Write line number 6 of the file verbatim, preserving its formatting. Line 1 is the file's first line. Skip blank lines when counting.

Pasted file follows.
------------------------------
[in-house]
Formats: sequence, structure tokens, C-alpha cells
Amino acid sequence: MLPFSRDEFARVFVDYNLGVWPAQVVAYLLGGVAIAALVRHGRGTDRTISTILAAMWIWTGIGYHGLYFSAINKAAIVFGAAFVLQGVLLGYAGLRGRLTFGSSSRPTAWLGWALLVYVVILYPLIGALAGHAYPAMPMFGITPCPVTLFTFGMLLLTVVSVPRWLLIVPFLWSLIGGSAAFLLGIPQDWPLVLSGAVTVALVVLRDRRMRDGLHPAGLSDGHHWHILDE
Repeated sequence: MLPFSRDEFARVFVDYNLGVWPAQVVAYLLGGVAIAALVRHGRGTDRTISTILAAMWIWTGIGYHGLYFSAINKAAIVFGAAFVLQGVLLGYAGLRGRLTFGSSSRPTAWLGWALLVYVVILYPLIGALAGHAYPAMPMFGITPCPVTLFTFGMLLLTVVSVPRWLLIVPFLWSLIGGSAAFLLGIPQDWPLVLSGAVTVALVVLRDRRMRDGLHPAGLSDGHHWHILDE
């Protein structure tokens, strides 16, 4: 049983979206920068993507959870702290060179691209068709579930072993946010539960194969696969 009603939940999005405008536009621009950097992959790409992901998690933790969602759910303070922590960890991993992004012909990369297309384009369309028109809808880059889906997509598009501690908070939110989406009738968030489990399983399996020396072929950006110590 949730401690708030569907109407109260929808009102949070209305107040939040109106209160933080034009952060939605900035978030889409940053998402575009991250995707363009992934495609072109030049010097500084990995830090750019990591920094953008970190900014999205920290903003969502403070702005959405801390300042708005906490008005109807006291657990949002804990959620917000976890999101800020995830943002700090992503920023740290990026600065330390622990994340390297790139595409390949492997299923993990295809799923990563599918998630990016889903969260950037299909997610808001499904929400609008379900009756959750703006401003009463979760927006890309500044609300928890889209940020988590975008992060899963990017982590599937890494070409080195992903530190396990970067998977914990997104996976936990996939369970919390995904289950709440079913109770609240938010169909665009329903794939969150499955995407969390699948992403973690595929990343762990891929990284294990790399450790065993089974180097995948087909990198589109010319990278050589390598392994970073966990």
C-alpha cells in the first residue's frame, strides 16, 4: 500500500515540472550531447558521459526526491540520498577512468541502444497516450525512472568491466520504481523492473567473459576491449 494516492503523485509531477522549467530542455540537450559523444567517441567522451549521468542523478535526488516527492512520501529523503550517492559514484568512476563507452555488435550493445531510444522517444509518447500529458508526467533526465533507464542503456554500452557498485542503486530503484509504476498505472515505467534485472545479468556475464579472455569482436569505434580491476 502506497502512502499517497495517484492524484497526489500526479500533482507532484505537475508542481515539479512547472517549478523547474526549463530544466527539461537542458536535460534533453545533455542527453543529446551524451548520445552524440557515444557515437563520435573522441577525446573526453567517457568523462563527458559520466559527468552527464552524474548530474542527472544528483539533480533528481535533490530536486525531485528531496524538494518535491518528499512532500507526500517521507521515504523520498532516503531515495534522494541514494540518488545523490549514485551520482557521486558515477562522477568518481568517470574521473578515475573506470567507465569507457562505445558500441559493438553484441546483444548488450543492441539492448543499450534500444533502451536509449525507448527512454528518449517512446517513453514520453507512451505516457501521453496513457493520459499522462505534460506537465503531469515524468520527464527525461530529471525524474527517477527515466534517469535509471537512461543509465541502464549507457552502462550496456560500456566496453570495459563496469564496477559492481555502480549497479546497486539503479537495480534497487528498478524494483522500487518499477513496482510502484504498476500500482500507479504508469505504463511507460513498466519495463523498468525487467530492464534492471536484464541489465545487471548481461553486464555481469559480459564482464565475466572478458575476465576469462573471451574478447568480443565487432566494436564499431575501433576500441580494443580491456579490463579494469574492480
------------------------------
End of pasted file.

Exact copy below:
C-alpha cells in the first residue's frame, strides 16, 4: 500500500515540472550531447558521459526526491540520498577512468541502444497516450525512472568491466520504481523492473567473459576491449 494516492503523485509531477522549467530542455540537450559523444567517441567522451549521468542523478535526488516527492512520501529523503550517492559514484568512476563507452555488435550493445531510444522517444509518447500529458508526467533526465533507464542503456554500452557498485542503486530503484509504476498505472515505467534485472545479468556475464579472455569482436569505434580491476 502506497502512502499517497495517484492524484497526489500526479500533482507532484505537475508542481515539479512547472517549478523547474526549463530544466527539461537542458536535460534533453545533455542527453543529446551524451548520445552524440557515444557515437563520435573522441577525446573526453567517457568523462563527458559520466559527468552527464552524474548530474542527472544528483539533480533528481535533490530536486525531485528531496524538494518535491518528499512532500507526500517521507521515504523520498532516503531515495534522494541514494540518488545523490549514485551520482557521486558515477562522477568518481568517470574521473578515475573506470567507465569507457562505445558500441559493438553484441546483444548488450543492441539492448543499450534500444533502451536509449525507448527512454528518449517512446517513453514520453507512451505516457501521453496513457493520459499522462505534460506537465503531469515524468520527464527525461530529471525524474527517477527515466534517469535509471537512461543509465541502464549507457552502462550496456560500456566496453570495459563496469564496477559492481555502480549497479546497486539503479537495480534497487528498478524494483522500487518499477513496482510502484504498476500500482500507479504508469505504463511507460513498466519495463523498468525487467530492464534492471536484464541489465545487471548481461553486464555481469559480459564482464565475466572478458575476465576469462573471451574478447568480443565487432566494436564499431575501433576500441580494443580491456579490463579494469574492480